At the place of work, study and training, pregnant women are particularly protected.
To protect the health of the (expectant) mother and her child, employers must take special consideration during pregnancy and after delivery. The aim of maternity protection is to provide special care for pregnant working women in the workplace and to protect mothers from disadvantages in their working lives.
Maternity protection is regulated in the Maternity Protection Act.
Work should not become a risk or a burden during this special time. The legal regulations help to avoid disadvantages, dangers and damage to the health of (expectant) mothers and children. The law also protects against job loss and loss of income during and after pregnancy.
Among other things, the Maternity Protection Act regulates:
The regulations of the Maternity Protection Act apply to:
The maternity protection for female civil servants, judges and soldiers is regulated in separate legislation.
Maternity protection begins as soon as you are pregnant. It applies until after childbirth and breastfeeding.
Our advice: so that your employer can implement the necessary protective measures immediately, you should report your pregnancy as early as possible. But of course, you alone decide what time you think is most appropriate for notifying your boss.
Physically heavy or health-endangering activities are not suitable for you as a pregnant woman. Special restrictions apply here. Thus, maternity protection aims to make it easier for you as an expectant mother to reconcile your activities with the special requirements of pregnancy.
Your employer must determine the possible hazards for each activity according to type, extent and duration. Regardless of whether an employee is currently pregnant or not, this must include hazards to which a pregnant or breastfeeding woman or her (unborn) child may be exposed. This is the so-called general risk assessment.
Once your employer learns that you are pregnant or breastfeeding, he must take another close look. He must ensure that your health and the health of your (unborn) child are not endangered. Only when the individual protective measures have been determined and so-called irresponsible hazards have been ruled out may you continue to be employed. This is the individual risk assessment.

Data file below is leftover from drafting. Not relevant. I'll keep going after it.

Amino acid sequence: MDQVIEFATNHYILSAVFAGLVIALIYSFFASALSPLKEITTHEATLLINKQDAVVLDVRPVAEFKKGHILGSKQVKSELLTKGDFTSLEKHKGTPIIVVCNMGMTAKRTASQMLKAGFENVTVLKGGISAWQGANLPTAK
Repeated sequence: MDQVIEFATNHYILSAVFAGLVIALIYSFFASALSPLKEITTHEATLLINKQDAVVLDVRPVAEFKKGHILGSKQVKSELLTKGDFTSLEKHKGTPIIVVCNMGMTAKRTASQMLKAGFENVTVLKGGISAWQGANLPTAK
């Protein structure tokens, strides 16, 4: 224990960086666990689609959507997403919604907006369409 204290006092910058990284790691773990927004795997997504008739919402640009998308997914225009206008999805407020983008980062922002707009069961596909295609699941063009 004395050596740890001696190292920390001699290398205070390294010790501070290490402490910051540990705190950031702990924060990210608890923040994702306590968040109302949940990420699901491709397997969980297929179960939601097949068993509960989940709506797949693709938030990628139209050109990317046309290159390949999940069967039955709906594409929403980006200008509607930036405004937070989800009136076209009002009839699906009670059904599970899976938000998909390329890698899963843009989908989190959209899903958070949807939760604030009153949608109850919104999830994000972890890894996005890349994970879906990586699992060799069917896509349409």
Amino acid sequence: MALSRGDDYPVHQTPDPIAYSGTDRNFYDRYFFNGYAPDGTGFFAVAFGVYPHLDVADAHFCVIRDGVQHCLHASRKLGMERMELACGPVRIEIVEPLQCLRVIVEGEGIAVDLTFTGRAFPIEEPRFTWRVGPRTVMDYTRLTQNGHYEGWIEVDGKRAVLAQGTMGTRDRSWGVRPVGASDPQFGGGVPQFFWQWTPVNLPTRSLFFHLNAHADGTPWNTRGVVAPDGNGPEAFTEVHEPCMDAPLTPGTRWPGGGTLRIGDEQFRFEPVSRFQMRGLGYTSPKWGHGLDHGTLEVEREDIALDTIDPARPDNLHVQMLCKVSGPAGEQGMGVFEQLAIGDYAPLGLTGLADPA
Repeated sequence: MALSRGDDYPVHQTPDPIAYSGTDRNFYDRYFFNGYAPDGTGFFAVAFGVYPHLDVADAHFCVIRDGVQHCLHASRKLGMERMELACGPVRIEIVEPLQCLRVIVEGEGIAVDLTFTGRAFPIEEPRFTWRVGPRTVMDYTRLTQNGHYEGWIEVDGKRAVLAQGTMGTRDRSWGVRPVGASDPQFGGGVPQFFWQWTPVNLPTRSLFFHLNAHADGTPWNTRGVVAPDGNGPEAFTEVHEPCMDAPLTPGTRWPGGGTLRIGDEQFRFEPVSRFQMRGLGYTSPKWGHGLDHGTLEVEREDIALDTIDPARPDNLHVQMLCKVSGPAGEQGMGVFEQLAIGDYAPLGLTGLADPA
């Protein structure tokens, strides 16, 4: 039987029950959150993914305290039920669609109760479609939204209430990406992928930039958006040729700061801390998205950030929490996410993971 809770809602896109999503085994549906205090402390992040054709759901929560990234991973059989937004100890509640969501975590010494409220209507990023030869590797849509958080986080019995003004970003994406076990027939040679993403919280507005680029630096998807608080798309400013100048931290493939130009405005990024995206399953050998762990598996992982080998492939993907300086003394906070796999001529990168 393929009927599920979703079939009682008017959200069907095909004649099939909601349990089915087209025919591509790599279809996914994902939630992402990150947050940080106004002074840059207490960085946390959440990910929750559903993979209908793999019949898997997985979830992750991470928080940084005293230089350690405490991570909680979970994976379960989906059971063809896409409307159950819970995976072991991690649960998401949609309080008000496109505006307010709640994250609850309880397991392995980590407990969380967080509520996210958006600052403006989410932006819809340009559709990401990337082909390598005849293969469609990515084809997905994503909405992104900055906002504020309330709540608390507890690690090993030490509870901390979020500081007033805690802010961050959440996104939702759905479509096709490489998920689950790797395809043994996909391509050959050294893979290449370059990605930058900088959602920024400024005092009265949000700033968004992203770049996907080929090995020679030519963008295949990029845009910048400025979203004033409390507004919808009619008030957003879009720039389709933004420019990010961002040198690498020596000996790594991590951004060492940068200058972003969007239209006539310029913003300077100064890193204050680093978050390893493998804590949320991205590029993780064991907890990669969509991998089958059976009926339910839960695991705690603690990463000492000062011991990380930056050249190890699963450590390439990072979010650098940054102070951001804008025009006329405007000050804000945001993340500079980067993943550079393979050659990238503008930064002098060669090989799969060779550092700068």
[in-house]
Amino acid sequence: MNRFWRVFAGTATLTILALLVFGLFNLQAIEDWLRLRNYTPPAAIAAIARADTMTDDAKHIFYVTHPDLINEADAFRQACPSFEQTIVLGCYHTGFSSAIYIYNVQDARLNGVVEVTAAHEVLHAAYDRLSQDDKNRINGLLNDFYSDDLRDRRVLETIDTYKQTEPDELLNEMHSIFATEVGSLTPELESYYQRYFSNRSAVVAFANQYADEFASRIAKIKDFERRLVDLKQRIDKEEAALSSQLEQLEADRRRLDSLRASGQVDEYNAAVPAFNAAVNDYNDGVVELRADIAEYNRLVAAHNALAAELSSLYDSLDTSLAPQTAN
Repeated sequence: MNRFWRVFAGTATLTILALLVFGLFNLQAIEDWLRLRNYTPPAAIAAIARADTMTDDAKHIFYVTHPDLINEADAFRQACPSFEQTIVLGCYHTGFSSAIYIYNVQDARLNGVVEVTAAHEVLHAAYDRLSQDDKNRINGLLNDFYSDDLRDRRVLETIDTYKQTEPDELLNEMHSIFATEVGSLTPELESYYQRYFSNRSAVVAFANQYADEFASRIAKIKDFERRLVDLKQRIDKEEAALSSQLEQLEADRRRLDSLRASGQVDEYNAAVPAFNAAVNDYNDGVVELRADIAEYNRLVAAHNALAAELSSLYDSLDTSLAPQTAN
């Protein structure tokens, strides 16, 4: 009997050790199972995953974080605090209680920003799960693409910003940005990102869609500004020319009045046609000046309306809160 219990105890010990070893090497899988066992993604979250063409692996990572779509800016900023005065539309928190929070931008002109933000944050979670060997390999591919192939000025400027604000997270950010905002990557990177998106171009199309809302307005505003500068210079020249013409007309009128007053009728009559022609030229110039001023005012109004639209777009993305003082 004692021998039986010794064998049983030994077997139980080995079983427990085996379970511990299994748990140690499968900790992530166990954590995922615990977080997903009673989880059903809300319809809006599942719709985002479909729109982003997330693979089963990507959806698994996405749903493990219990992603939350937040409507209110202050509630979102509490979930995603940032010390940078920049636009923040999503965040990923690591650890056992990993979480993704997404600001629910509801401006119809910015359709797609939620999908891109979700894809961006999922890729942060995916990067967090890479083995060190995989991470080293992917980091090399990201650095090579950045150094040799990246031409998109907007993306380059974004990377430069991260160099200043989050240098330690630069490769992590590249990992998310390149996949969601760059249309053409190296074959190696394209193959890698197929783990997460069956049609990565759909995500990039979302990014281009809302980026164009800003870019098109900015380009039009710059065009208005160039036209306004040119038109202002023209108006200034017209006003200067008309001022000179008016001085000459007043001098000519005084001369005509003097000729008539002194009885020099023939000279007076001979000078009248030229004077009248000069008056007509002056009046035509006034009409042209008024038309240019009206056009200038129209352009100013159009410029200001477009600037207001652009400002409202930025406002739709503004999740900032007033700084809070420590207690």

If irresponsible hazards are identified during the risk assessments, your employer must implement protective measures in a specified order of priority and ensure consistent compliance:
From the beginning of pregnancy until the end of 4 months after delivery, termination of the employment relationship by the employer is not permitted. If you subsequently go on parental leave, you can also not be terminated during this time. There are exceptions only in a few cases, for example if the company closes down. Then your employer must submit an application to the responsible district government.
The protection against dismissal applies if the employer is aware of the pregnancy or is informed within 2 weeks of receipt of the dismissal.
You yourself, however, have the right to terminate your employment relationship at any time.
During the statutory maternity protection period, you are generally prohibited from working.
After the maternity leave period ends, you can resume your previous employment or go directly on parental leave.
For information on financial benefits during maternity leave, click here.